As pointed out in several other situations as well, the modification, more specifically the shortening of certain procedural terms may seem the easiest way to end, as fast as possible, the state of legal uncertainty. It often happens that measures of this kind alone are insufficient. Terms are objective reference points, the interpretation and application of which is nevertheless always contextualized by the conduct of the parties involved in the procedure. In this context, the contracting authorities, in their capacity of arbitrators of public interest, through enhanced strictness, transparency and sometimes even objectivity, may acquire an essential role in redefining the framework/terms for the award of contracts and resolution of the related disputes.

However, GEO45/2018 contains a provision that may trigger significant economic and legal consequences, but which is, as far as we are concerned, extremely confusing.

Here, we refer to article 58 index 2, according to which “if the contracting authority has concluded the framework-agreement/procurement contract with the observance of the decision of the Council or of the decision rendered by the first level court in the resolution of the complaint, the potential compensation established by the court, in accordance with the provisions of this section, resting with the contracting authority, will be incurred from the budget thereof.” If we also take into consideration the public statements made before the adoption of the ordinance, the text seems to refer to the case in which the contracting authority would take the risk of concluding the contract pursuant to a non-final decision with respect to the complaint, the decision would subsequently be annulled, and the court, as alternative for the annulment of the contract, would thus force the contracting authority to pay compensation.

The confusion is created by a comment of the Substantiation Note, which, after reiterating only a part of article 58 index 2, specifies that “considering the mandatory nature of a decision issued by NCSC that was declared final, in this case, it is necessary to also take into consideration the scenario in which the court maintains the effects of the contract while ordering certain alternative remedy measures expressly and restrictively set forth in the new article.” First of all, we consider that the wording of article 58 index 2 excludes the alternative in which the contract is annulled. Furthermore, if the decision rendered with respect to the complaint is declared final, then it is difficult to imagine any aspects for which the authority may be criticized, in such a way that this is ordered to pay compensation. If this provision actually means that compensation will be granted if the contract was concluded in breach of the law – cases of breach other than those raised in the complaint, we no longer understand the relevance of concluding the contract before the complaint is resolved in full.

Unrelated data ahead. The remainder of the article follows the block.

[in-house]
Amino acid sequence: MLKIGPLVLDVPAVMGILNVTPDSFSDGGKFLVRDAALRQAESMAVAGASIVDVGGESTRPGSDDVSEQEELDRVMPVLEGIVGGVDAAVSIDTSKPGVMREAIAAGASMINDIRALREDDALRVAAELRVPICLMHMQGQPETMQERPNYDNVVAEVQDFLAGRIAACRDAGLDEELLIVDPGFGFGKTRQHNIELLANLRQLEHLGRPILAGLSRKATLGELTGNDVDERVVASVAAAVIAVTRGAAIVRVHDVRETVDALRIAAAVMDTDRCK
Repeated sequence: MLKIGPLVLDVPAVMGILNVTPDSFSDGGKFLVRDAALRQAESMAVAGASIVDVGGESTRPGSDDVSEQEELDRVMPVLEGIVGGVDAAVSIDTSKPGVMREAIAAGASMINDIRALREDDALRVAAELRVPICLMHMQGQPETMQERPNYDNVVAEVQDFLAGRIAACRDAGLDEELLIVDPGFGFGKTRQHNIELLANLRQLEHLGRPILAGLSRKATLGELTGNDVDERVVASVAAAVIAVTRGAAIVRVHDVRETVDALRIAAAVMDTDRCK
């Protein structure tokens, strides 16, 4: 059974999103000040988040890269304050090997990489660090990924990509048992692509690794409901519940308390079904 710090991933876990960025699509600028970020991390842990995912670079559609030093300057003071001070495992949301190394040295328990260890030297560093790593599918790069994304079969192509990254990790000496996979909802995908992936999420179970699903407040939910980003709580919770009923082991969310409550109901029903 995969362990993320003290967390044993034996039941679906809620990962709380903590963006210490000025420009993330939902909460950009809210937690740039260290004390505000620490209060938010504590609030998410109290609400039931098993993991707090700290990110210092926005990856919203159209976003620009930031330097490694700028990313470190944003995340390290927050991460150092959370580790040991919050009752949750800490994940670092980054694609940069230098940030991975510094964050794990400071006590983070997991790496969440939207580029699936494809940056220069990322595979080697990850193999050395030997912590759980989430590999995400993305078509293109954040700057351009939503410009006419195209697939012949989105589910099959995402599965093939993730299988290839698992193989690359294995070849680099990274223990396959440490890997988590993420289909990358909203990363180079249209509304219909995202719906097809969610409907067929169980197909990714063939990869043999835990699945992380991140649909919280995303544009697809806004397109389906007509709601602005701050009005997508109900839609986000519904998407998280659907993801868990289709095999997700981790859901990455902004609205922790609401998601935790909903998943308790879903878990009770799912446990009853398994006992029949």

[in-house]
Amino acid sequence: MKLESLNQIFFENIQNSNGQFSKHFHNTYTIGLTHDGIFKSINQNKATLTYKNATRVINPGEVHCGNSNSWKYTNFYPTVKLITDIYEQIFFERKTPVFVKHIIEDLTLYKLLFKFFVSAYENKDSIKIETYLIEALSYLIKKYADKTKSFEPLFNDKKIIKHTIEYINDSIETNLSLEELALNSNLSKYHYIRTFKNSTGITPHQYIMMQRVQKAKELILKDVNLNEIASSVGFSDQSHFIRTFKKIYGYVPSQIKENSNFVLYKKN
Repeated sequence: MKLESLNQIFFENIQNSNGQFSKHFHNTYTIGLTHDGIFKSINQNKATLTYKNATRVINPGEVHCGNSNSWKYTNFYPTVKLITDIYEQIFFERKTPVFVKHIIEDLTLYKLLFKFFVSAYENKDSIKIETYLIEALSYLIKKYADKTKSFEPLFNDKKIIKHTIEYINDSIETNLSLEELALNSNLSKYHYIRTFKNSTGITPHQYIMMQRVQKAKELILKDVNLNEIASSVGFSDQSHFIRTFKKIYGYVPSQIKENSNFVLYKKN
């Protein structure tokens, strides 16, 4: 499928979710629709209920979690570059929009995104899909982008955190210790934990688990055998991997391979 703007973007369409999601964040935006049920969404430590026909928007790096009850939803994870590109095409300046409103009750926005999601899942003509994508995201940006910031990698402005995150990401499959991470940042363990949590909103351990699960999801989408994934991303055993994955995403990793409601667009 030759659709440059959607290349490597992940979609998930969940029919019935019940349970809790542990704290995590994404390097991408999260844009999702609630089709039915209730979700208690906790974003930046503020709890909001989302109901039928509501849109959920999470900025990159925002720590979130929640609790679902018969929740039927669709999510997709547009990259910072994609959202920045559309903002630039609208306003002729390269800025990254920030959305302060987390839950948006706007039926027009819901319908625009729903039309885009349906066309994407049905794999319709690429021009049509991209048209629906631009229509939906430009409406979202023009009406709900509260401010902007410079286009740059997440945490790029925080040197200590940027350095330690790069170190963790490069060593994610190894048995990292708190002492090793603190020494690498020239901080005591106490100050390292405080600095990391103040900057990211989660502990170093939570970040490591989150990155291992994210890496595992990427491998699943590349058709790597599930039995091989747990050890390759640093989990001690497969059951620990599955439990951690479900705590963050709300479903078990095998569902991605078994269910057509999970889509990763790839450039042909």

For a provision that is supposed to establish, on the one hand, the fate of a contract concluded in breach of the law, and, on the other hand, the patrimonial liability of a public authority, we consider this to be unjustifiably defective. In any case, at this point, the financial/fiscal mechanism for the payment of the compensation practically does not exist and the Government itself admits that “it is necessary to adopt a government decision” in this respect.

We will have to see what clarifications the secondary legislation will bring.